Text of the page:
Student Loans (Post-2012 System)
Background and Current Position
Students can usually apply for a student loan to cover university tuition fees and to contribute towards maintenance costs while studying. The maximum borrowing in relation to the maintenance loan depends on where students live while studying and on their parents’ income.
The interest added to the student loan depends on the student’s income, as follows:
Interest rates are updated with effect from 1 September each year, and are based on the change in the inflation figure (as measured by RPI) for the year to the preceding March.
Individuals are required to begin making student loan repayments from the April after they leave their course.
Repayments are calculated as 9% of the individual’s income in excess of a threshold (£25,000 gross per annum from 6 April 2018). Those whose income is below the threshold (for whatever reason, including career breaks to look after children and periods of ill health or unemployment) do not have to make any repayments at all.
Unearned taxable income (such as interest, dividends and chargeable gains) of up to £2,000 is disregarded, though if unearned taxable income exceeds this figure, the full amount (not just the excess) is included in the calculations alongside earnings.
If individuals move overseas, they must still make repayments, calculated as 9% of the their income in excess of the relevant threshold for the country in which they work.
Importantly, there is no direct relationship between the balance of the loan outstanding, the interest rate, and the repayments required. There is only an indirect relationship, in that the larger the balance and the higher the interest rate, the longer it will take to repay the loan.
Crucially, however, if there is still a balance outstanding at the time, the rest of the student loan is fully written off 30 years after the student is required to begin making repayments (or earlier in the event of death or being permanently unable to work due to disability).
Effective Interest Rate
Given the large amounts that students often now borrow, the relatively high rates of interest, the relatively high repayment threshold and, above all, that the student loan is written off after 30 years, the majority of today’s students are not expected to fully repay their student loans.
“83% of graduates will not have fully repaid their loans by the time they are written off 30 years after graduation” (Source: Institute for Fiscal Studies, 3 October 2017)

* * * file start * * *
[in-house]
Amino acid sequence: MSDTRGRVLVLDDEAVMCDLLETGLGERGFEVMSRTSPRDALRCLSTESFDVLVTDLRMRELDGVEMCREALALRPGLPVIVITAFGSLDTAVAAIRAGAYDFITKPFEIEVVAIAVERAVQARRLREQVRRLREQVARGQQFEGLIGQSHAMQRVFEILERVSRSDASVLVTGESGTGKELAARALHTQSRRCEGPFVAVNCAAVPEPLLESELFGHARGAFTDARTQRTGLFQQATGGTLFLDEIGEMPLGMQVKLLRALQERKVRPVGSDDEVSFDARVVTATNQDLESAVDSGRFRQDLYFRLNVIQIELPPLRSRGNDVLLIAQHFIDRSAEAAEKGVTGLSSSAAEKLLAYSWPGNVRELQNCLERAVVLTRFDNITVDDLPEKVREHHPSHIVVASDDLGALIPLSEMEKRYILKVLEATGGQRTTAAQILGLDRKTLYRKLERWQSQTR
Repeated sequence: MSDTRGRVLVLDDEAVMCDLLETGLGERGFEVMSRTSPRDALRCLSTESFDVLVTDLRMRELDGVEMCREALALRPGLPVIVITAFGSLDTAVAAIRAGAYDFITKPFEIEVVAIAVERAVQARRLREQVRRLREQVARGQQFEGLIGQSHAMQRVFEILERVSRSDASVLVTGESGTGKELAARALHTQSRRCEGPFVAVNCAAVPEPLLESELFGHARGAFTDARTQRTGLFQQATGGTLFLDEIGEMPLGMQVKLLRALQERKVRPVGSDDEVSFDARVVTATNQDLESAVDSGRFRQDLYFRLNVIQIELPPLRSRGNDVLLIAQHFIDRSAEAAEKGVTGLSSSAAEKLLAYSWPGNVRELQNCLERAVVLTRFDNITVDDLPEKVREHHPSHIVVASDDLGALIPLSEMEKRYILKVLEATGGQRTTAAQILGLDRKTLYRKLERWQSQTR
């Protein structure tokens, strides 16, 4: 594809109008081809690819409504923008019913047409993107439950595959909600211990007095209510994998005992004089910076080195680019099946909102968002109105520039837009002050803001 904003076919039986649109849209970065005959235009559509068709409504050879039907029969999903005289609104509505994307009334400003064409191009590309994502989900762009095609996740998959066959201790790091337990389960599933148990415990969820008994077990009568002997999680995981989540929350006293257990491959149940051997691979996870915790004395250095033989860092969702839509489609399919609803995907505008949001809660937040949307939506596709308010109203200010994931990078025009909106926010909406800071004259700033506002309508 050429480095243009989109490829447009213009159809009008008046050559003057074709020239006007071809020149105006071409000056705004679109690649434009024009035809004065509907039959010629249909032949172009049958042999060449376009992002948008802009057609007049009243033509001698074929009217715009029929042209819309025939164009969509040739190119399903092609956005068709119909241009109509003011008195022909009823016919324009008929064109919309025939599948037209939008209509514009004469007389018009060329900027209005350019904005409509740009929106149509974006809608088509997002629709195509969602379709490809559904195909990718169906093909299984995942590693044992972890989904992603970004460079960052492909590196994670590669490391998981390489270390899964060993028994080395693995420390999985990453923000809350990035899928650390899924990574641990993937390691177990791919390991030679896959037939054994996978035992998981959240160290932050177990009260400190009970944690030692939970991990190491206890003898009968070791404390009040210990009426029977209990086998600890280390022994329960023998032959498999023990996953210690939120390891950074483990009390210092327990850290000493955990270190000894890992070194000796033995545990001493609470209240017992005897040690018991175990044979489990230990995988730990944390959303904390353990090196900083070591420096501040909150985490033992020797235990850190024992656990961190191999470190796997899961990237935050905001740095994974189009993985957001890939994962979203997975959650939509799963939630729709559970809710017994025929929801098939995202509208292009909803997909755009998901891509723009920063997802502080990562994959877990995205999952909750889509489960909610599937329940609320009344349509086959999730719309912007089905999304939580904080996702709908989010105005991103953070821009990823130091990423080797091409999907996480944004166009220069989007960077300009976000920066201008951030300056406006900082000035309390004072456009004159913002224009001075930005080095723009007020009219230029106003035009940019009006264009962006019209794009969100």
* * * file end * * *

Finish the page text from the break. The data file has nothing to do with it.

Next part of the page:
Because of this, the interest rates detailed above are often irrelevant. For those who do not fully repay the amount borrowed (over the 30 year period), the “effective interest rate” on their student loan is negative.
For those who fully repay (over the 30 year period) the amount borrowed but not all of the interest, then the “effective interest rate” on their student loan will be greater than 0%, but lower than the interest rates detailed above.
Generally speaking, for individuals with a fairly typical £50,000 student loan balance upon graduating, they will need to be higher rate taxpayers for a prolonged period to fully repay the amount borrowed and all of the interest.
The terms attached to student loans are very different to commercial loans, so while many parents may want to provide their children with a debt-free start to their adult lives, there are strong financial arguments for viewing student loans as an odd kind of graduate tax, rather than a debt.
In almost all cases, there is financial value in today’s students taking out a student loan, even where it is not required. This is on the basis that we expect it to be very rare that an individual will have sufficient certainty that they will repay their student loan before even starting their course.
If student loans are taken, they should generally not be repaid any sooner than necessary until there is sufficient certainty that the individual will fully repay (from their income) both the amount borrowed and the interest within the 30 year period.
This will often mean waiting until individuals are higher rate taxpayers, with a high level of job security and a healthy career trajectory ahead of them, and with a student loan balance that has been significantly reduced relative to its initial level through repayments from income.
Even if the student loan would be fully repaid within the 30 year period, individuals with sufficient liquidity to repay the loan sooner than necessary should still carefully consider other options, such as tax-efficient long-term investments that provide greater liquidity and therefore flexibility. For example, surplus income or capital may be better directed to contributions to pensions, ISAs or Lifetime ISAs, or directly towards a first property purchase.
It is quite possible that individuals may achieve long-term investment returns similar to (or better than) RPI + up to 3% per annum, particularly if taking advantage of appropriate tax reliefs. But, even if they do not, because the interest applicable to a student loan applies to a reducing balance, while investment returns apply to a compounding balance, it may not even be necessary to beat the student loan interest rate to come out ahead financially (even RPI + 1% may be enough).
One final point to consider is that governments may change the student loan system in the future. We consider that political changes, if any, are more likely than not to be favourable, given the significant media attention garnered by record student loan balances and relatively high headline rates of interest, even though these are irrelevant to most students.